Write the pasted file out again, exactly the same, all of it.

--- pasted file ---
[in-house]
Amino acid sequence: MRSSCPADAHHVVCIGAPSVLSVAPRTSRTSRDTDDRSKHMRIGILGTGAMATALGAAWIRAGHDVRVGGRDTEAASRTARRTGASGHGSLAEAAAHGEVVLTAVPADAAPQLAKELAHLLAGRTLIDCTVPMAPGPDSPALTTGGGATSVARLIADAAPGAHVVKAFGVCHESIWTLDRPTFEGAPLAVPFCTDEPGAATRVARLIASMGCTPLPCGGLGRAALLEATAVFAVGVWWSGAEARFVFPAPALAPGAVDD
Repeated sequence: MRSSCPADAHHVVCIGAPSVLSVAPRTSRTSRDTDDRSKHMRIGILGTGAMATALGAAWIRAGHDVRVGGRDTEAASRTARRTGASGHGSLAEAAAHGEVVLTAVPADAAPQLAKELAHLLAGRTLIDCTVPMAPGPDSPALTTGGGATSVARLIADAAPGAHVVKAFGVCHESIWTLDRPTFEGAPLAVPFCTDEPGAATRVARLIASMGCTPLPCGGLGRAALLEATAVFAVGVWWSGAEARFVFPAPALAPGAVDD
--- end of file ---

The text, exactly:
[in-house]
Amino acid sequence: MRSSCPADAHHVVCIGAPSVLSVAPRTSRTSRDTDDRSKHMRIGILGTGAMATALGAAWIRAGHDVRVGGRDTEAASRTARRTGASGHGSLAEAAAHGEVVLTAVPADAAPQLAKELAHLLAGRTLIDCTVPMAPGPDSPALTTGGGATSVARLIADAAPGAHVVKAFGVCHESIWTLDRPTFEGAPLAVPFCTDEPGAATRVARLIASMGCTPLPCGGLGRAALLEATAVFAVGVWWSGAEARFVFPAPALAPGAVDD
Repeated sequence: MRSSCPADAHHVVCIGAPSVLSVAPRTSRTSRDTDDRSKHMRIGILGTGAMATALGAAWIRAGHDVRVGGRDTEAASRTARRTGASGHGSLAEAAAHGEVVLTAVPADAAPQLAKELAHLLAGRTLIDCTVPMAPGPDSPALTTGGGATSVARLIADAAPGAHVVKAFGVCHESIWTLDRPTFEGAPLAVPFCTDEPGAATRVARLIASMGCTPLPCGGLGRAALLEATAVFAVGVWWSGAEARFVFPAPALAPGAVDD